As we continue the journey to March 12, 2013, we want to further explore all aspects of the God of War universe, giving you deeper insight into the creation, lore, design, and gameplay of God of War: Ascension. Welcome to our third Monsters of Ascension feature.
The Satyr Captain in God of War: Ascension continues the evolution of the “Satyr,” an enemy that has featured in every God of War game from the beginning. This time, however, these grunts are getting a “pack master” in the form of the vicious Satyr Captain. In today’s post, our famed concept artist Izzy continues his dissection of the Monsters of Ascension. Let’s roll!
Izzy, concept artist, God of War: Ascension: I think there was a pretty great response to the commander classes we had in God of War III, specifically things like the Centaur. The main idea was to vary up the more difficult battles with these guys by changing the behaviour of the base grunts and alter their collective tactics. In keeping with this design philosophy we wanted to have a high level ‘commander’ grunt that we could spawn in lots of places, unlike the Centaur, which needed a lot of room to be effective. They are the mini-mini-boss…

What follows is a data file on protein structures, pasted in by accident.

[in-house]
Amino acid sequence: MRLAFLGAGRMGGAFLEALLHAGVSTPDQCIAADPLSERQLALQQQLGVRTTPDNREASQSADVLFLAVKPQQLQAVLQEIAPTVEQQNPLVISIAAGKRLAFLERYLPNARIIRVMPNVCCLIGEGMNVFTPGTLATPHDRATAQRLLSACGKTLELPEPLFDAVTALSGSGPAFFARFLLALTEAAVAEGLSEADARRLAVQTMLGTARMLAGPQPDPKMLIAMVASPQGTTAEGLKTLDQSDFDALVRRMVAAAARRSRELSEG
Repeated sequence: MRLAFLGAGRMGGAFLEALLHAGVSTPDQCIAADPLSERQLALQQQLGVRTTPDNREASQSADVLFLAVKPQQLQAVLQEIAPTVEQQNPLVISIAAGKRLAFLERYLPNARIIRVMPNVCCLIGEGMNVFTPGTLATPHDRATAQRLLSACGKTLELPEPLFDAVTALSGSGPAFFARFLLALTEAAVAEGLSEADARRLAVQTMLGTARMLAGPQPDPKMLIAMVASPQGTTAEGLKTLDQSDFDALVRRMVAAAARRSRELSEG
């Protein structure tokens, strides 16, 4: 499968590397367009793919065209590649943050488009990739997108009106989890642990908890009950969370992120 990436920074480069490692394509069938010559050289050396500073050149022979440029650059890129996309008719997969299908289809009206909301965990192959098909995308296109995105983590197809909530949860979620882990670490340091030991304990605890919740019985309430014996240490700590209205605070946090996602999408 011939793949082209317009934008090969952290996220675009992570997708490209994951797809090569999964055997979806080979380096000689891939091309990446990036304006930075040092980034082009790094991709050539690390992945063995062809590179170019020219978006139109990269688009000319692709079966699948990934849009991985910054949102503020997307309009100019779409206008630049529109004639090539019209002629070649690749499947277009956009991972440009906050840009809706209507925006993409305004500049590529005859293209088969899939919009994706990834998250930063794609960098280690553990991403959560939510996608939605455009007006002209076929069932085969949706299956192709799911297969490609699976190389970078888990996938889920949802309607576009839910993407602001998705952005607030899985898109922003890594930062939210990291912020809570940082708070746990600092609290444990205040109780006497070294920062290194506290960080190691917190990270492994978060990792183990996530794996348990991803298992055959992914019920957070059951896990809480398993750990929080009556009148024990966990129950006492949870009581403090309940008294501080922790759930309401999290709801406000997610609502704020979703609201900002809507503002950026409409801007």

Run us through the creation process of this character from beginning to end. What were some of the key points that you really wanted to nail down while making the Goat Captain?
Izzy: This guy had to clearly be the boss. I wanted to do something that would push his proportions beyond the rest of the Satyrs. Since we had already built an aesthetic of the more monstrous animal version of the Satyrs rather than the more human face with goat leg ones of the past, I thought he should be pushed into an even more feral direction. I experimented with longer limbs, and I think we settled eventually on the designs that gave him an almost slouched position with a long goat-like neck. This made the armor built around his shoulders feel denser, and gave him a strong tank-like appearance.
In the single-player demo that was shown at E3, we see the Goat Captain fiercely give the order of attack to his troops as he observes the fray from above. At one point he joins in the skirmish, almost as if heíd had enough watching Kratos make short work of his soldiers. When designing the Goat Captain, did you have that kind of “evil genius” persona envisioned for him from the start?
Izzy: As Iíve mentioned before, I find malevolent intelligence way more potentially scary compared to a more feral savage evil. For the Captain he needed to clearly be in command, so we showed this with his stronger, herculean-like armor, as well as those huge flat lightning bolt shaped horns.
He was always meant to be a commander or overseer of the action that would jump in to make short work of his enemies after they had been tenderized a bit by his cronies. When he gets in there though, he doesn’t mess around. His nasty falchion style sword does plenty of damage, when he’s not above calling in the troops, and brutalizing his enemies against the wall.
Click here to see more concept art and info on the Satyr Captain.